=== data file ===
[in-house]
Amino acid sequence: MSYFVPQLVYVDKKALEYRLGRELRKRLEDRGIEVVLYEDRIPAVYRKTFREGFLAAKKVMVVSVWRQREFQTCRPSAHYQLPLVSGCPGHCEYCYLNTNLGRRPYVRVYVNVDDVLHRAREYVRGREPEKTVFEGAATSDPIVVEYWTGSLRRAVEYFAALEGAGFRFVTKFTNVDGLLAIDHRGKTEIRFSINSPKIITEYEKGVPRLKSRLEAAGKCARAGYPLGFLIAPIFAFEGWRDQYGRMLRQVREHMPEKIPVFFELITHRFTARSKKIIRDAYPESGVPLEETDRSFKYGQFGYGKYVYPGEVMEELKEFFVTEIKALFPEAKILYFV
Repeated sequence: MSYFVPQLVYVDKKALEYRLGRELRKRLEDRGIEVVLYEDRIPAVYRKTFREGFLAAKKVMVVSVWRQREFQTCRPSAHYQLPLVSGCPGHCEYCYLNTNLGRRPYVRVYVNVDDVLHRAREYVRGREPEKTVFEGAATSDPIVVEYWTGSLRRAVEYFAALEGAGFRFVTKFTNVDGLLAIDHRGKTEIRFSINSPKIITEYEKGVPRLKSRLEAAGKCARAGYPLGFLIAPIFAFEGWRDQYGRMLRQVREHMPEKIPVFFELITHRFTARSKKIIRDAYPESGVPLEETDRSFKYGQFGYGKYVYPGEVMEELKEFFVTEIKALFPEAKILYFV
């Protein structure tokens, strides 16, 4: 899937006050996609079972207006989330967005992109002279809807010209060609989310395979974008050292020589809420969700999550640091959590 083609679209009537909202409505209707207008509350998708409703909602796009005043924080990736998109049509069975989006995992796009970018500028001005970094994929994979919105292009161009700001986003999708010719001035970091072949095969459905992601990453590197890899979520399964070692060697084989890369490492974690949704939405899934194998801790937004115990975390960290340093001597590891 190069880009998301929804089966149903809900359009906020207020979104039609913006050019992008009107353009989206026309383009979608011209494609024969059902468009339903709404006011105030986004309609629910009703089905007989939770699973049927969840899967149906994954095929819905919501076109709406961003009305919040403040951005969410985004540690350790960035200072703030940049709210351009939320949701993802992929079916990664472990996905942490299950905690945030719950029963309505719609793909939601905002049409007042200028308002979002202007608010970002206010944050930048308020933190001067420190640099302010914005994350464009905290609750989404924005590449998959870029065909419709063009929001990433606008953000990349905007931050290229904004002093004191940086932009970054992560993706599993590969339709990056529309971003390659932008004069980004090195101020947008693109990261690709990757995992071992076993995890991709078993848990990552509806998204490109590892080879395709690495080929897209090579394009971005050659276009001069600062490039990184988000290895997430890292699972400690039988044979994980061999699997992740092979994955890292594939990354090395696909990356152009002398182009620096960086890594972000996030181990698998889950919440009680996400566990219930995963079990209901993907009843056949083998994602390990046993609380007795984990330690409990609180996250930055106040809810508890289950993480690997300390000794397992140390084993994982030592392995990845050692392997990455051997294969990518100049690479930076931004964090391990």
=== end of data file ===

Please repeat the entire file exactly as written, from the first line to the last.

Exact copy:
[in-house]
Amino acid sequence: MSYFVPQLVYVDKKALEYRLGRELRKRLEDRGIEVVLYEDRIPAVYRKTFREGFLAAKKVMVVSVWRQREFQTCRPSAHYQLPLVSGCPGHCEYCYLNTNLGRRPYVRVYVNVDDVLHRAREYVRGREPEKTVFEGAATSDPIVVEYWTGSLRRAVEYFAALEGAGFRFVTKFTNVDGLLAIDHRGKTEIRFSINSPKIITEYEKGVPRLKSRLEAAGKCARAGYPLGFLIAPIFAFEGWRDQYGRMLRQVREHMPEKIPVFFELITHRFTARSKKIIRDAYPESGVPLEETDRSFKYGQFGYGKYVYPGEVMEELKEFFVTEIKALFPEAKILYFV
Repeated sequence: MSYFVPQLVYVDKKALEYRLGRELRKRLEDRGIEVVLYEDRIPAVYRKTFREGFLAAKKVMVVSVWRQREFQTCRPSAHYQLPLVSGCPGHCEYCYLNTNLGRRPYVRVYVNVDDVLHRAREYVRGREPEKTVFEGAATSDPIVVEYWTGSLRRAVEYFAALEGAGFRFVTKFTNVDGLLAIDHRGKTEIRFSINSPKIITEYEKGVPRLKSRLEAAGKCARAGYPLGFLIAPIFAFEGWRDQYGRMLRQVREHMPEKIPVFFELITHRFTARSKKIIRDAYPESGVPLEETDRSFKYGQFGYGKYVYPGEVMEELKEFFVTEIKALFPEAKILYFV
């Protein structure tokens, strides 16, 4: 899937006050996609079972207006989330967005992109002279809807010209060609989310395979974008050292020589809420969700999550640091959590 083609679209009537909202409505209707207008509350998708409703909602796009005043924080990736998109049509069975989006995992796009970018500028001005970094994929994979919105292009161009700001986003999708010719001035970091072949095969459905992601990453590197890899979520399964070692060697084989890369490492974690949704939405899934194998801790937004115990975390960290340093001597590891 190069880009998301929804089966149903809900359009906020207020979104039609913006050019992008009107353009989206026309383009979608011209494609024969059902468009339903709404006011105030986004309609629910009703089905007989939770699973049927969840899967149906994954095929819905919501076109709406961003009305919040403040951005969410985004540690350790960035200072703030940049709210351009939320949701993802992929079916990664472990996905942490299950905690945030719950029963309505719609793909939601905002049409007042200028308002979002202007608010970002206010944050930048308020933190001067420190640099302010914005994350464009905290609750989404924005590449998959870029065909419709063009929001990433606008953000990349905007931050290229904004002093004191940086932009970054992560993706599993590969339709990056529309971003390659932008004069980004090195101020947008693109990261690709990757995992071992076993995890991709078993848990990552509806998204490109590892080879395709690495080929897209090579394009971005050659276009001069600062490039990184988000290895997430890292699972400690039988044979994980061999699997992740092979994955890292594939990354090395696909990356152009002398182009620096960086890594972000996030181990698998889950919440009680996400566990219930995963079990209901993907009843056949083998994602390990046993609380007795984990330690409990609180996250930055106040809810508890289950993480690997300390000794397992140390084993994982030592392995990845050692392997990455051997294969990518100049690479930076931004964090391990």